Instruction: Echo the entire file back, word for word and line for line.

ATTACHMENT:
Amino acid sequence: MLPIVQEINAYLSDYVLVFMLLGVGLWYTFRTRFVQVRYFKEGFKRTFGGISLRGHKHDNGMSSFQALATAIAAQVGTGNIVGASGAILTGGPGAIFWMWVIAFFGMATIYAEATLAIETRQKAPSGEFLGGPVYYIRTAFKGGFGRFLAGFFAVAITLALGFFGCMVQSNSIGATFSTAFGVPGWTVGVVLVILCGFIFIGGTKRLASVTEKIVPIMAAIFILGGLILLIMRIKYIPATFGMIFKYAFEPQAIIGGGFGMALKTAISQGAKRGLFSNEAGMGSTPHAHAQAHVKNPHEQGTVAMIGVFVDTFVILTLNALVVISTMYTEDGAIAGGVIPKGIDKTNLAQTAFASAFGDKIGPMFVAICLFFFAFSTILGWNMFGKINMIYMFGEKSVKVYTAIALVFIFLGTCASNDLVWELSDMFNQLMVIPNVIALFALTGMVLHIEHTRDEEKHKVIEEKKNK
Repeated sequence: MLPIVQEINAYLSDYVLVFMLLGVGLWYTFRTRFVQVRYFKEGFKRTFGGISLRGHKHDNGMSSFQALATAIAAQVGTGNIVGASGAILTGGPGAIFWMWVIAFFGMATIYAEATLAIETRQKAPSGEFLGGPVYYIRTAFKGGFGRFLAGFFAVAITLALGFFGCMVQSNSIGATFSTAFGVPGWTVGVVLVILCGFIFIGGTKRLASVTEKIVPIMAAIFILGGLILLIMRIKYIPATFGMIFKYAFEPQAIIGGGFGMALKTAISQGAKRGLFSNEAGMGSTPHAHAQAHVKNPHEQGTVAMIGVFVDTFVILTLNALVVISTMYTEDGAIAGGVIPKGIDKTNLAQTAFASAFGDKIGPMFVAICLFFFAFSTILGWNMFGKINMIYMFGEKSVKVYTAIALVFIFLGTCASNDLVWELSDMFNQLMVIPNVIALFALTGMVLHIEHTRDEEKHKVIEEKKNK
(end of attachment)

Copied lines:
Amino acid sequence: MLPIVQEINAYLSDYVLVFMLLGVGLWYTFRTRFVQVRYFKEGFKRTFGGISLRGHKHDNGMSSFQALATAIAAQVGTGNIVGASGAILTGGPGAIFWMWVIAFFGMATIYAEATLAIETRQKAPSGEFLGGPVYYIRTAFKGGFGRFLAGFFAVAITLALGFFGCMVQSNSIGATFSTAFGVPGWTVGVVLVILCGFIFIGGTKRLASVTEKIVPIMAAIFILGGLILLIMRIKYIPATFGMIFKYAFEPQAIIGGGFGMALKTAISQGAKRGLFSNEAGMGSTPHAHAQAHVKNPHEQGTVAMIGVFVDTFVILTLNALVVISTMYTEDGAIAGGVIPKGIDKTNLAQTAFASAFGDKIGPMFVAICLFFFAFSTILGWNMFGKINMIYMFGEKSVKVYTAIALVFIFLGTCASNDLVWELSDMFNQLMVIPNVIALFALTGMVLHIEHTRDEEKHKVIEEKKNK
Repeated sequence: MLPIVQEINAYLSDYVLVFMLLGVGLWYTFRTRFVQVRYFKEGFKRTFGGISLRGHKHDNGMSSFQALATAIAAQVGTGNIVGASGAILTGGPGAIFWMWVIAFFGMATIYAEATLAIETRQKAPSGEFLGGPVYYIRTAFKGGFGRFLAGFFAVAITLALGFFGCMVQSNSIGATFSTAFGVPGWTVGVVLVILCGFIFIGGTKRLASVTEKIVPIMAAIFILGGLILLIMRIKYIPATFGMIFKYAFEPQAIIGGGFGMALKTAISQGAKRGLFSNEAGMGSTPHAHAQAHVKNPHEQGTVAMIGVFVDTFVILTLNALVVISTMYTEDGAIAGGVIPKGIDKTNLAQTAFASAFGDKIGPMFVAICLFFFAFSTILGWNMFGKINMIYMFGEKSVKVYTAIALVFIFLGTCASNDLVWELSDMFNQLMVIPNVIALFALTGMVLHIEHTRDEEKHKVIEEKKNK